Our owner, our safety director, and I recently asked the HR Director at one of our longtime clients to be our fourth man at a charity golf tournament.
It's a tricky thing, getting clients to come out and play golf. If the client is really, really good, they might not want to play with a bunch of plebes.
However, if they are the least bit unsure of their abilities, and this probably fits the vast majority of people in general, they might not want to embarrass themselves by playing with guys who could, for all they know, be much better than them. (After all, if you're going to repeatedly shag the ball into the woods 20 feet from the tee box, the fewer witnesses the better, right? Far less people you have to kill...)
On our particular company, I have a unique role vis-a-vis golf-outings-with-clients, and believe it or not it's tied to my golf skill set, or lack thereof. You see, I'm no golfer, not by a long shot. If I could play more, maybe, but for now four little kids pretty much nipped that in the bud a decade ago!
However, the fact that a double-bogey happens to be a pretty decent hole for me actually plays to our advantage when it comes to getting clients to go out with us. After all, the last thing someone who considers himself an average or below average golfer wants to do is go out with a vendor and be the weakest link on the team.
No worries there... I am ALWAYS the weakest link. It's my role, my calling, my duty, and I embrace it as much as I embrace that Chick-fil-a sandwich they gave us for lunch before tee off.
As a result of that and the fact that none of us really take golf too seriously, clients generally seem to have fun when they go out with us. The challenge is getting them to go in the first place.
This particular tournament, like pretty much all of them, was a best ball tournament. In case you non-golfers wonder what that is, it means each team gets to select the best ball from all four shots played in order to determine where the team will hit the next ball. It means a lousy golfer like me can hit my drive into the next fairway and still, assuming someone else on the team gets a good ball, get to hit my second shot from a decent position.
In short, best ball is an equalizer, a way for even mediocre golfers, whether myself or someone else, to still have fun. We like inviting clients along for these because even if the client isn't very good, he or she can still have a good time. How do we know this? Because I'm no good and I still have fun and even contribute a shot now and then... except for this particular tournament.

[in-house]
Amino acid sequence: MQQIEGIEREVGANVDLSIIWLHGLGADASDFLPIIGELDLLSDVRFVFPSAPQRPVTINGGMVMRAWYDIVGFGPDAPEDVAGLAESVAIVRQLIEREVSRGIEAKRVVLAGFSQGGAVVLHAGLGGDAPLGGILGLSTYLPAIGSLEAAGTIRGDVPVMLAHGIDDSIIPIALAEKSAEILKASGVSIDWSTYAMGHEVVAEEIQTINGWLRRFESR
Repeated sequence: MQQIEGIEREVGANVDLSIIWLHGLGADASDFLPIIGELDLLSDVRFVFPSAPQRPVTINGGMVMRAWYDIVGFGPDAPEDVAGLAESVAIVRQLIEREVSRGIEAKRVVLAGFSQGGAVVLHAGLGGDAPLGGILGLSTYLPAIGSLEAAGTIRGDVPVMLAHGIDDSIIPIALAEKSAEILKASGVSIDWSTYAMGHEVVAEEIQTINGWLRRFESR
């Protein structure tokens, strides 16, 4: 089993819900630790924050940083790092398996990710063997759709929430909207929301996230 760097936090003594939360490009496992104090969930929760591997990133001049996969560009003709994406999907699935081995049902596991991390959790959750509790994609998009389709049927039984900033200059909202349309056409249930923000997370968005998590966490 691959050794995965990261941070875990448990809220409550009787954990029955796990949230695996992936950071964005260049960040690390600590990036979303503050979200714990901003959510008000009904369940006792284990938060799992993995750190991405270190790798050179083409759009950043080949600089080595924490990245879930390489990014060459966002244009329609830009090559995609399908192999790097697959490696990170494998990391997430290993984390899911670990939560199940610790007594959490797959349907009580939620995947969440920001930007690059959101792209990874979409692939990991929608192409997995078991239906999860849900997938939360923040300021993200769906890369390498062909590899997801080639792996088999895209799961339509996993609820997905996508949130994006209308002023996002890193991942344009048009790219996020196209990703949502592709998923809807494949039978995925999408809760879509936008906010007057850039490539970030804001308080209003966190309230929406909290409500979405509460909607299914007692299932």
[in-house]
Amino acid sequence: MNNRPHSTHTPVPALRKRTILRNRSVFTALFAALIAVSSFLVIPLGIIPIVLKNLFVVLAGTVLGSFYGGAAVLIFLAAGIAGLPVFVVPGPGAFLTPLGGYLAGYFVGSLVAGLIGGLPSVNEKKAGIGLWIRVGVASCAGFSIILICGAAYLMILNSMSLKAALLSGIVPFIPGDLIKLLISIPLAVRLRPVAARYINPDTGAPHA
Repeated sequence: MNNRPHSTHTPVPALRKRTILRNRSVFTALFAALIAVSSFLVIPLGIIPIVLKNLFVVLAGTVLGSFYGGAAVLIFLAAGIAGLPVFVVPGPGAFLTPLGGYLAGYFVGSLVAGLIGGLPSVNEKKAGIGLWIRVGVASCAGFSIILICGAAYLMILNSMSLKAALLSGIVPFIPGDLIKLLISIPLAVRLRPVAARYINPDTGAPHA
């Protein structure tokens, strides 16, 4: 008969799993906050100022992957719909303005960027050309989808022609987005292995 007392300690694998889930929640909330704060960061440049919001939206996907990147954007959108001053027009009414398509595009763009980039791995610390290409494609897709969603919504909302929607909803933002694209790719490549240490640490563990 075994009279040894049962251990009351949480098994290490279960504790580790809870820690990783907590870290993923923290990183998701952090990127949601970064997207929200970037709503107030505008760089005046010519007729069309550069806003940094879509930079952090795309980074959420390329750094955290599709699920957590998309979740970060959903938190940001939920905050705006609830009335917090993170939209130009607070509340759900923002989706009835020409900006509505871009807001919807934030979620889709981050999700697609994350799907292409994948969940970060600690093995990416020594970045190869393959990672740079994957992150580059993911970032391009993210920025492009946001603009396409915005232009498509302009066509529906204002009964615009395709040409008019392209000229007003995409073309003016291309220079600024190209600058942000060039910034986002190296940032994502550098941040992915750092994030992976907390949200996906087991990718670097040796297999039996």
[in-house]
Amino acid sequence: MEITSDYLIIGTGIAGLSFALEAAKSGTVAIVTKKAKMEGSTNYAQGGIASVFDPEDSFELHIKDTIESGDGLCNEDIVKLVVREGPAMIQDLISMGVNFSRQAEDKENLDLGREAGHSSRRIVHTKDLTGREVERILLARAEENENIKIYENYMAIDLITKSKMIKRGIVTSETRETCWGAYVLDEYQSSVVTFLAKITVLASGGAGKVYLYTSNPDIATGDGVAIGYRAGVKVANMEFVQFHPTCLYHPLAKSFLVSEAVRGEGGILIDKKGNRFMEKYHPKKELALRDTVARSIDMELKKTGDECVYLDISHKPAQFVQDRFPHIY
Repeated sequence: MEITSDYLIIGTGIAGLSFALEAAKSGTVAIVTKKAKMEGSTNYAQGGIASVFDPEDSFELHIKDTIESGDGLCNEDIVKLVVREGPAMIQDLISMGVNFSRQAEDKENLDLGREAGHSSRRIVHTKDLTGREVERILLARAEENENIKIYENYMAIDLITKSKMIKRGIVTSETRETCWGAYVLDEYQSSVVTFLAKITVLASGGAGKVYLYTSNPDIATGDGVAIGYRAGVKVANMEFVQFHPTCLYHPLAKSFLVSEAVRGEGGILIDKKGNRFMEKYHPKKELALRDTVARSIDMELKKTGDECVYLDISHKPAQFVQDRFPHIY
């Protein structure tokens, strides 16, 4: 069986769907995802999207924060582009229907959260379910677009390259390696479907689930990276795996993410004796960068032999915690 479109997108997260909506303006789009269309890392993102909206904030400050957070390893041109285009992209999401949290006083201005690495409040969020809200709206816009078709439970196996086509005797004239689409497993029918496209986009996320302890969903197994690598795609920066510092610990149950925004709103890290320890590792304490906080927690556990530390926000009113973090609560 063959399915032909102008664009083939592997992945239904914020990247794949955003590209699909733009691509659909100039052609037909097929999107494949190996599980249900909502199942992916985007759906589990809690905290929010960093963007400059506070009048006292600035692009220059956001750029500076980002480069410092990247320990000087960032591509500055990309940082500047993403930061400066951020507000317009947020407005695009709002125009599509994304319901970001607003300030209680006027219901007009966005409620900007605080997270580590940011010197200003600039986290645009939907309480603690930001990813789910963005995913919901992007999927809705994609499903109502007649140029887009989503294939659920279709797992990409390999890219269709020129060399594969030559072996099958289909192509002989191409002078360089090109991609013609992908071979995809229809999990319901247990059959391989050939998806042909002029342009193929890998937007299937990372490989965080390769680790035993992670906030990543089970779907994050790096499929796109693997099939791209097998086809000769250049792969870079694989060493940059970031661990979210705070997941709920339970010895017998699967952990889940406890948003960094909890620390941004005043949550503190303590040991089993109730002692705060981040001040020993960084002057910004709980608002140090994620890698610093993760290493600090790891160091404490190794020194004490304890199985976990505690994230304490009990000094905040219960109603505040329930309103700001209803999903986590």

This particular tournament found me playing my role a bit TOO well.
In my defense, this was the first time I had played this year, so I didn't expect to hit a lot of good shots. However, I did and typically do expect to contribute SOMETHING to the team - a drive, a solid iron, a long putt, maybe a decent pitch here and there.
This day, the only thing I think I contributed to the team was a three-foot putt, and that's only because I putted first.
I was shagging golf balls everywhere - in the trees, in the sand, on the porches of the houses along the fairway. And God help me if there was water anywhere in the area, because I'm pretty sure my golf balls had a water-finding homing device somewhere in there.
It was truly horrifying!
From the first few bad shots, I had lost every ounce of confidence I once had in my ability to strike a golf ball squarely with a club and make it go where I wanted it to go. In fact, there was really no telling where ANY of my balls would go, because where they went seemed to have nothing to do with the direction I thought I was swinging. At one point, arguably the lowest of the day, after a particularly hard swing the club slipped out of my hand and somehow managed to fly halfway up a par 3 fairway (hey, at least the club went straight!).
Like I said, I don't pretend to be a 'real' golfer, but I'll be honest - that day I did feel a little bit embarrassed. Sure, maybe it's a good thing to make clients and others feel at ease by sucking at golf, but I'm still a guy with an ego and let me tell you, that level of suckiness is no fun, even for me.
Looking back on that outing, though, what stands out isn't so much my golfing ineptness, though that's definitely there, but how much we all laughed, all of us. And it wasn't just at me (OK, most of it pretty much was), but at everything that happened that day.
It wasn't the mean kind of laughing either, although I probably deserved it, but the genuinely funny kind because, although I certainly bring up the rear, none of us really take golf seriously (thankfully, our client didn't either!). So in a way, I suppose, my incompetence allowed us all to loosen up and just enjoy the day.
We didn't do it on purpose, although at the end of the day getting to know the people we deal with on a deeper level is one of the reasons we ask them to play with us, but that day we got to know our client quite a bit better than we did the day before.
After all, breaking bread with someone is great, but almost breaking a driver in front of them while they bust a gut laughing, well that's quite another thing altogether.